MTN Group Ltd. (MTN), Africa’s largest wireless operator, asked a federal judge to dismiss a lawsuit brought by Turkcell Iletisim Hizmetleri AS over a mobile-phone service deal in Iran, saying the core of the case has “no conceivable” connection to the U.S.
MTN, in a filing today in Washington, said Turkcell is improperly trying to use the Alien Tort Statute to bring a commercial dispute between a Turkish company and a South African company before a U.S. court. The 1789 law, usually cited in human rights and torture cases, gives U.S. courts jurisdiction in some instances to consider claims by foreigners for illegal conduct that occurred in another country.
“This is not a case about grave issues of universal international concern that the ATS addresses -- such as piracy and genocide,” according to MTN’s court filing. “This case is about one thing: Turkcell trying to get paid by a nonstate actor for an Iranian cellular telephone license that it claims it lost unfairly. We respectfully submit that a U.S. district court has no business deciding this dispute.”
Turkcell, which initially was awarded the Iranian mobile- phone license, sued its Johannesburg-based rival on March 28 for $4.2 billion in damages. The suit alleges MTN bribed officials, arranged meetings between Iranian and South African leaders, and promised Iran weapons and United Nations votes in exchange for a license to provide mobile-phone service in the Islamic Republic.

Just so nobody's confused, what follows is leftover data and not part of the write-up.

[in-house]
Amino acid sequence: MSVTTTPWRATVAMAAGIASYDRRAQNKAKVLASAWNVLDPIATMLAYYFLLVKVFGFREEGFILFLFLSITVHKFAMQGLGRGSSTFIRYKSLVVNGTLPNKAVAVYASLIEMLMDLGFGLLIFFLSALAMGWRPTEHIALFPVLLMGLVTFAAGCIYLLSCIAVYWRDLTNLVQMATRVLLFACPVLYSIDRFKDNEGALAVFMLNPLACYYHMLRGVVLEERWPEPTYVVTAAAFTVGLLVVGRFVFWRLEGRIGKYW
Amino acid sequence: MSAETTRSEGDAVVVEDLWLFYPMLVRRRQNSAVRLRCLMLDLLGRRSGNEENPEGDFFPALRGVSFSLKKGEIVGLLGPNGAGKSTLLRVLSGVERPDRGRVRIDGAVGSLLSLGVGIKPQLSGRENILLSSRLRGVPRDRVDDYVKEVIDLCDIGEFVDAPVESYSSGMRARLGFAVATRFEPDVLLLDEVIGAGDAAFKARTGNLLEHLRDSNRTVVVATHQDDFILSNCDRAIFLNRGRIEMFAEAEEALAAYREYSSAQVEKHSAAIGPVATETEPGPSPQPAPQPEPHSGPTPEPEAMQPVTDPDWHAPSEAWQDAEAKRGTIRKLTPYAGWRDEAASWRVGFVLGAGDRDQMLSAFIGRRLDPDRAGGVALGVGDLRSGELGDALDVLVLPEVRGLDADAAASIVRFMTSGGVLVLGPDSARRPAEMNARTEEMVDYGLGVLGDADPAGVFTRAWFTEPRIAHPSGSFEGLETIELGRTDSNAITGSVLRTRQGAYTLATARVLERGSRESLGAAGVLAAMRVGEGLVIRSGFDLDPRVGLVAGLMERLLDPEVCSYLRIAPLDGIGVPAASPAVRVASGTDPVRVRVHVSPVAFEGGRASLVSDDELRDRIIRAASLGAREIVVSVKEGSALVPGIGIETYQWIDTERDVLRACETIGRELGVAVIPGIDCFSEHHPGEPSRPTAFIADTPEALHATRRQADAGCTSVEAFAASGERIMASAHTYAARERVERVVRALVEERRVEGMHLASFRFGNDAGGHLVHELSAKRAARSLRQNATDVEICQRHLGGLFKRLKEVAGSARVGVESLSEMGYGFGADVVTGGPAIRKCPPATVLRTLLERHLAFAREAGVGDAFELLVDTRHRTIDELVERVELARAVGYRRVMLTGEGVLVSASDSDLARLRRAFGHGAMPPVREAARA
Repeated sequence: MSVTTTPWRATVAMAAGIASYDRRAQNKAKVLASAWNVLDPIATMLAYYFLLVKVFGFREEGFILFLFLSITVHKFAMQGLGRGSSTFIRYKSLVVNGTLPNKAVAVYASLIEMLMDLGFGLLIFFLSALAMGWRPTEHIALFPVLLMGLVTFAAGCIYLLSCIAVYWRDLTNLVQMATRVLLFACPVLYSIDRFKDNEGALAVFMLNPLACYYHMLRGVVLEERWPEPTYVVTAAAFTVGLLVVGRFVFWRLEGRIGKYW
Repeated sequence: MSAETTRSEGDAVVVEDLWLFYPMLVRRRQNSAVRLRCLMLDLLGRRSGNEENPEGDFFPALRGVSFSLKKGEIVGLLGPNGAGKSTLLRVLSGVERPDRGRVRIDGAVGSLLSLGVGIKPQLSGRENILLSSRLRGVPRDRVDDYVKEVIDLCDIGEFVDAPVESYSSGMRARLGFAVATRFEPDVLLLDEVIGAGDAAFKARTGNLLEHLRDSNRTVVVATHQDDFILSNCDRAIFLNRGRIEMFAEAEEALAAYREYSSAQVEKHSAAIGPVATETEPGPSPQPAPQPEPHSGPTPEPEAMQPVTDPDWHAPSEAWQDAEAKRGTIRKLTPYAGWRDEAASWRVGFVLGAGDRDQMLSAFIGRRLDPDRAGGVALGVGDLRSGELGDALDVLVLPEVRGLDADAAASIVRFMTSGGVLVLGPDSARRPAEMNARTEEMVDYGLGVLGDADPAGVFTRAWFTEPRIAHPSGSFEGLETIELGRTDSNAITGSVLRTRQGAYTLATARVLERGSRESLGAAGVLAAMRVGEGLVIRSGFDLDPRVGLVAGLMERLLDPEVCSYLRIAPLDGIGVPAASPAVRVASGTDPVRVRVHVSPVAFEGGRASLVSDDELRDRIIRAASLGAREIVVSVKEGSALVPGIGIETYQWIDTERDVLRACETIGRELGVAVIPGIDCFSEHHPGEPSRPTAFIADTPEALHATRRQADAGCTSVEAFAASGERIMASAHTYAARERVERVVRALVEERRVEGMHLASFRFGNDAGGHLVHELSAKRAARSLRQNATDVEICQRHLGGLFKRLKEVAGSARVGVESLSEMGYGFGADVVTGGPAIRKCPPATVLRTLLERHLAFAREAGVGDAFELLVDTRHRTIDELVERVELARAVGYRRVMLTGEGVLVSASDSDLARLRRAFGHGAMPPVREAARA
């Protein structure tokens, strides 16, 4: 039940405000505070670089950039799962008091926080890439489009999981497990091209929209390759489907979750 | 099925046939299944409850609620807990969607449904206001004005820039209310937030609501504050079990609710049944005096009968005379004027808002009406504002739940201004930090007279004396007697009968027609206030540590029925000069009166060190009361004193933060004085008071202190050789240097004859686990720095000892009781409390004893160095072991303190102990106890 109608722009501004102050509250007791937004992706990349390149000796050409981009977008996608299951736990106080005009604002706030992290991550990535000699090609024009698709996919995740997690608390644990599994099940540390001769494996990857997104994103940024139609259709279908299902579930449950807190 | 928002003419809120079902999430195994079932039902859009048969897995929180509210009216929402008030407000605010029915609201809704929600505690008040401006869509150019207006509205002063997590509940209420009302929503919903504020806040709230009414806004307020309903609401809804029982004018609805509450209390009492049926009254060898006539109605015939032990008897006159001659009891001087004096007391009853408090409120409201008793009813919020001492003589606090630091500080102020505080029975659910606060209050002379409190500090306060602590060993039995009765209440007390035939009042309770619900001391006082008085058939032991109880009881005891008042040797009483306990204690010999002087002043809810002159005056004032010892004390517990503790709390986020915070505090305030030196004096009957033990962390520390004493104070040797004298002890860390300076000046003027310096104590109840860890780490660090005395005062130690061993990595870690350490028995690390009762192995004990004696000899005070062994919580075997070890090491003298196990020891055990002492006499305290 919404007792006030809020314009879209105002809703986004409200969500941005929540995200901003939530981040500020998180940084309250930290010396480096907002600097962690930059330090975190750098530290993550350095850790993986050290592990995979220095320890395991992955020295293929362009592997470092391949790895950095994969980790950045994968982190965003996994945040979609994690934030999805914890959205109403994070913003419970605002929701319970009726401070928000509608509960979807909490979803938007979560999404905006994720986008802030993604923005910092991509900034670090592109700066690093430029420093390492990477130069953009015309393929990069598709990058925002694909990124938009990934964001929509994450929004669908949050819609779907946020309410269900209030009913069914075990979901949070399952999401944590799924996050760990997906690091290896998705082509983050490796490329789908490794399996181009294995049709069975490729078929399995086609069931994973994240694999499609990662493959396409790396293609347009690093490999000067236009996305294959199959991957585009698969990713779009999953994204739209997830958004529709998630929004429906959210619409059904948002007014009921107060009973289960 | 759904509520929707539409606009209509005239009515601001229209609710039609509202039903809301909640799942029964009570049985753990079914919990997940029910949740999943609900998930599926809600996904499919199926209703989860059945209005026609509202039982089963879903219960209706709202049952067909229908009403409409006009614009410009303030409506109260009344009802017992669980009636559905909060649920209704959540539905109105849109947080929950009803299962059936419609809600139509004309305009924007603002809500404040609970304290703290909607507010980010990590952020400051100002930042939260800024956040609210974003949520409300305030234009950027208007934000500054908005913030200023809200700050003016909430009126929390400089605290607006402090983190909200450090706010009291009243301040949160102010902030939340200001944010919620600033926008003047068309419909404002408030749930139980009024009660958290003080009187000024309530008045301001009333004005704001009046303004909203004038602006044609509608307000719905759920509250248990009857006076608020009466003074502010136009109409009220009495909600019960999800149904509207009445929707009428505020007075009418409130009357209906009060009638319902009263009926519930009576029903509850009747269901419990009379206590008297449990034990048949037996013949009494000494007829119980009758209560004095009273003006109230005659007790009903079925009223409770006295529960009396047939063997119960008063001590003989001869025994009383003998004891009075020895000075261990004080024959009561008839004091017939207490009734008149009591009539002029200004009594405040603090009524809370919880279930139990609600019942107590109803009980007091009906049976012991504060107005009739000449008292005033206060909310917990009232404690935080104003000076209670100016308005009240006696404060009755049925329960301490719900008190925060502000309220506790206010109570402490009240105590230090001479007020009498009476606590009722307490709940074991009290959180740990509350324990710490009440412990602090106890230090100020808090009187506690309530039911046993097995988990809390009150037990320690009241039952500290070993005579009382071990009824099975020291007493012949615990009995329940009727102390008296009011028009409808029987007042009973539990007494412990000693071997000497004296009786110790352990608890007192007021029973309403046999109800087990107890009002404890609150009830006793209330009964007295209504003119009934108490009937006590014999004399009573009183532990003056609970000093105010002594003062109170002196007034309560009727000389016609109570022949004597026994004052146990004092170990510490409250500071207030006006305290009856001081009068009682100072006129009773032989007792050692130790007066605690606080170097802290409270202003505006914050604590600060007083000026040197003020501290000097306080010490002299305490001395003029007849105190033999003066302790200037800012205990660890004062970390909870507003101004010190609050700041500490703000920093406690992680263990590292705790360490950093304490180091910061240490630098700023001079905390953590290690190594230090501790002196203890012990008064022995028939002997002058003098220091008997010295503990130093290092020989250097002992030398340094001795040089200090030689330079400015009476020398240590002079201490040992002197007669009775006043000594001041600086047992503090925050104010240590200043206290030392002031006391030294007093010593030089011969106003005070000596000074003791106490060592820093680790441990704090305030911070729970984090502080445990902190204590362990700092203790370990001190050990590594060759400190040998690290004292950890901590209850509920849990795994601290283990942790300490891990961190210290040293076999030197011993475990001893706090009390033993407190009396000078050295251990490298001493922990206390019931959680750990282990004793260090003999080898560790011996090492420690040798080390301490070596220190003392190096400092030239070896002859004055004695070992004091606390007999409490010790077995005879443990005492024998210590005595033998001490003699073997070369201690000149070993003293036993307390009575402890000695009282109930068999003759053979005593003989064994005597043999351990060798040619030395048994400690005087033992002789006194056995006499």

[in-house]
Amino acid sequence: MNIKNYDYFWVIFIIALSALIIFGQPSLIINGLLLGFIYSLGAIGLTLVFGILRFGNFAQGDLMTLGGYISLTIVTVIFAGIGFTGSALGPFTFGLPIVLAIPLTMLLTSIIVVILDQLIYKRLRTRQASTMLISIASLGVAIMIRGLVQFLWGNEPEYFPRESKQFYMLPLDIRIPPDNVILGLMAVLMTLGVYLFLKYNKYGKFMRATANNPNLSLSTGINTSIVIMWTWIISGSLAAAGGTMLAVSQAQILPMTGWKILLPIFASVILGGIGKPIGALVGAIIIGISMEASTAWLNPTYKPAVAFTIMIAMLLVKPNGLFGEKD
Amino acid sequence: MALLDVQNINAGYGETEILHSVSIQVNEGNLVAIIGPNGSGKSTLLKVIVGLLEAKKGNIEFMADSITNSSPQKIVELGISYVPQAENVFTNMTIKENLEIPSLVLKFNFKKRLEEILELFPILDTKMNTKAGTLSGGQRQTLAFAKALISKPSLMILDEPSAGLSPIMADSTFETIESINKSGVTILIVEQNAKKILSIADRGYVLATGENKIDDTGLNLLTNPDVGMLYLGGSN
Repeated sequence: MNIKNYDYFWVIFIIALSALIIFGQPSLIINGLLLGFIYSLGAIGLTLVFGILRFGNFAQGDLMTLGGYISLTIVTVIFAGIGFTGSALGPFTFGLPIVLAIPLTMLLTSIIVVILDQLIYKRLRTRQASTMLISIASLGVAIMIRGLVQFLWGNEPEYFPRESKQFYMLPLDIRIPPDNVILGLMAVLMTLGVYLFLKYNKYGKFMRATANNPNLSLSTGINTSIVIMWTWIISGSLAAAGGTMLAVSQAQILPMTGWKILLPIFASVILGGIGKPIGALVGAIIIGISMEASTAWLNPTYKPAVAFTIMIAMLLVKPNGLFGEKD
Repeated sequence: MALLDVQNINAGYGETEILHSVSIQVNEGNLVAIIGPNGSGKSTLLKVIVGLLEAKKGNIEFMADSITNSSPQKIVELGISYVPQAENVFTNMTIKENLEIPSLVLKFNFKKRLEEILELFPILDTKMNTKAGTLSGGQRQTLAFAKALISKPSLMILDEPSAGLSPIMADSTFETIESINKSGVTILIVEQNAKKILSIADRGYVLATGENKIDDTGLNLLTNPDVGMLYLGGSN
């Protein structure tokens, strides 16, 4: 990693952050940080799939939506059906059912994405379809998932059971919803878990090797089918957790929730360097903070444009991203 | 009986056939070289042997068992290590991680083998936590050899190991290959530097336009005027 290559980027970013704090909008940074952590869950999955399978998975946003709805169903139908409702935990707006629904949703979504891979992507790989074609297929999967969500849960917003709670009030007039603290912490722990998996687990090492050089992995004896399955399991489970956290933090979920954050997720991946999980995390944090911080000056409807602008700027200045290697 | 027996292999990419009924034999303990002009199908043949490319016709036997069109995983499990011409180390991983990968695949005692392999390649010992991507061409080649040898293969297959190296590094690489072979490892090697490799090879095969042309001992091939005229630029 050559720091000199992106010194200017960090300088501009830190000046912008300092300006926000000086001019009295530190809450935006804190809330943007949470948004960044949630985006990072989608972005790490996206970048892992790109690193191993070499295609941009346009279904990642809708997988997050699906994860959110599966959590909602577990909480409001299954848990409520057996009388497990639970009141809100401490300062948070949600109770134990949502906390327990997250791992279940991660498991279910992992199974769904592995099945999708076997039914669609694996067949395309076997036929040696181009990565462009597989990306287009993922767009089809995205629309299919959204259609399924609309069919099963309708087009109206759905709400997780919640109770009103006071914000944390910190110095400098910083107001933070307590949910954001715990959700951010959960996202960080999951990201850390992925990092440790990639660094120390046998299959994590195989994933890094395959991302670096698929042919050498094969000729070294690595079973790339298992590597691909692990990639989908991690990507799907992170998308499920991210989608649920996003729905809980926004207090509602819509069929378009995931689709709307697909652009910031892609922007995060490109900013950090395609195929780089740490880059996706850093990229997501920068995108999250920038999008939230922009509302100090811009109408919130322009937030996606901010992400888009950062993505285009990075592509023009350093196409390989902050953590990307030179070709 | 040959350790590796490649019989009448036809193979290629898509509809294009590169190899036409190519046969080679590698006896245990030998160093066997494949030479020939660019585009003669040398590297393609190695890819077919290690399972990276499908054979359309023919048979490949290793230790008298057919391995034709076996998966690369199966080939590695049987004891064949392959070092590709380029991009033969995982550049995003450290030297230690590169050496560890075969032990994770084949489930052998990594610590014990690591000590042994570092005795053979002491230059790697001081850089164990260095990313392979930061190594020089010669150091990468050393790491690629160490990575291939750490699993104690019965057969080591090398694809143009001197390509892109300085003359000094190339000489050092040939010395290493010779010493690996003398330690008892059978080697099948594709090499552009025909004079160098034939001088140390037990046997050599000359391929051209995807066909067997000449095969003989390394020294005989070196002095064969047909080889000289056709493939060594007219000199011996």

The complaint includes numerous alleged internal MTN memos that detail the company’s efforts to win the Iranian business after losing the bid to Istanbul-based Turkcell in February 2004.
“This is far from a routine business dispute,” David Farber, a lawyer for Turkcell, said in an e-mail. “Contemporaneous documents and recent testimony clearly demonstrate MTN’s efforts to assist Iran’s nuclear program, and its attempt to facilitate Iranian arms sales in spite of the international embargo.”
Farber of Patton Boggs LLP in Washington said “advancing the nuclear ambitions of a rogue regime for commercial gain raises ‘grave issues of universal international concern.’”
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